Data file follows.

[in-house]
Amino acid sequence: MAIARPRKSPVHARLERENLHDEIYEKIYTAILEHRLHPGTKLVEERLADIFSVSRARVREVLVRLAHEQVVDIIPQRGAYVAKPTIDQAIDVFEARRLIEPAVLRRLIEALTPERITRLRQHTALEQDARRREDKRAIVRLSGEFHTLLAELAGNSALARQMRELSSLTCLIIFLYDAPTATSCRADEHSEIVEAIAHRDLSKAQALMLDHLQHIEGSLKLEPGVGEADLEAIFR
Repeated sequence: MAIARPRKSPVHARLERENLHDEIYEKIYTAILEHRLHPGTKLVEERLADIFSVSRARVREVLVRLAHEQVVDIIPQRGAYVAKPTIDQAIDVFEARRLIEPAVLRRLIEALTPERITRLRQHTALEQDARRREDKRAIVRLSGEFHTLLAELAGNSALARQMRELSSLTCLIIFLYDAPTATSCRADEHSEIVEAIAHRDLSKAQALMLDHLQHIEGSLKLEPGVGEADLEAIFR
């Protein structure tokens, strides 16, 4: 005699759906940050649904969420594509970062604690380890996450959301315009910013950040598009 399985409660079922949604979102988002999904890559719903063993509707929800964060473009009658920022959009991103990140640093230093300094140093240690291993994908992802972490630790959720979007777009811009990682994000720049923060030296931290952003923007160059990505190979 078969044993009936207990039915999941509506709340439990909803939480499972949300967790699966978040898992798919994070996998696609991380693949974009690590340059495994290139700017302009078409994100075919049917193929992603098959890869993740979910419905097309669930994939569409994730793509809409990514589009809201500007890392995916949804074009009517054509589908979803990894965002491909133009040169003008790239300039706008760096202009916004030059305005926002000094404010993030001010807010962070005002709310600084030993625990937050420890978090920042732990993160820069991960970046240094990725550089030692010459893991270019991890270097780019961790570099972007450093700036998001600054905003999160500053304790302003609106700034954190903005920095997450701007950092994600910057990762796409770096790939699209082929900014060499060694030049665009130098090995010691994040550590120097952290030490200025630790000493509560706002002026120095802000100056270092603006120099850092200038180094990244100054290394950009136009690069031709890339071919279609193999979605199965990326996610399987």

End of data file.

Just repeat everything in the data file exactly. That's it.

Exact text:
[in-house]
Amino acid sequence: MAIARPRKSPVHARLERENLHDEIYEKIYTAILEHRLHPGTKLVEERLADIFSVSRARVREVLVRLAHEQVVDIIPQRGAYVAKPTIDQAIDVFEARRLIEPAVLRRLIEALTPERITRLRQHTALEQDARRREDKRAIVRLSGEFHTLLAELAGNSALARQMRELSSLTCLIIFLYDAPTATSCRADEHSEIVEAIAHRDLSKAQALMLDHLQHIEGSLKLEPGVGEADLEAIFR
Repeated sequence: MAIARPRKSPVHARLERENLHDEIYEKIYTAILEHRLHPGTKLVEERLADIFSVSRARVREVLVRLAHEQVVDIIPQRGAYVAKPTIDQAIDVFEARRLIEPAVLRRLIEALTPERITRLRQHTALEQDARRREDKRAIVRLSGEFHTLLAELAGNSALARQMRELSSLTCLIIFLYDAPTATSCRADEHSEIVEAIAHRDLSKAQALMLDHLQHIEGSLKLEPGVGEADLEAIFR
């Protein structure tokens, strides 16, 4: 005699759906940050649904969420594509970062604690380890996450959301315009910013950040598009 399985409660079922949604979102988002999904890559719903063993509707929800964060473009009658920022959009991103990140640093230093300094140093240690291993994908992802972490630790959720979007777009811009990682994000720049923060030296931290952003923007160059990505190979 078969044993009936207990039915999941509506709340439990909803939480499972949300967790699966978040898992798919994070996998696609991380693949974009690590340059495994290139700017302009078409994100075919049917193929992603098959890869993740979910419905097309669930994939569409994730793509809409990514589009809201500007890392995916949804074009009517054509589908979803990894965002491909133009040169003008790239300039706008760096202009916004030059305005926002000094404010993030001010807010962070005002709310600084030993625990937050420890978090920042732990993160820069991960970046240094990725550089030692010459893991270019991890270097780019961790570099972007450093700036998001600054905003999160500053304790302003609106700034954190903005920095997450701007950092994600910057990762796409770096790939699209082929900014060499060694030049665009130098090995010691994040550590120097952290030490200025630790000493509560706002002026120095802000100056270092603006120099850092200038180094990244100054290394950009136009690069031709890339071919279609193999979605199965990326996610399987």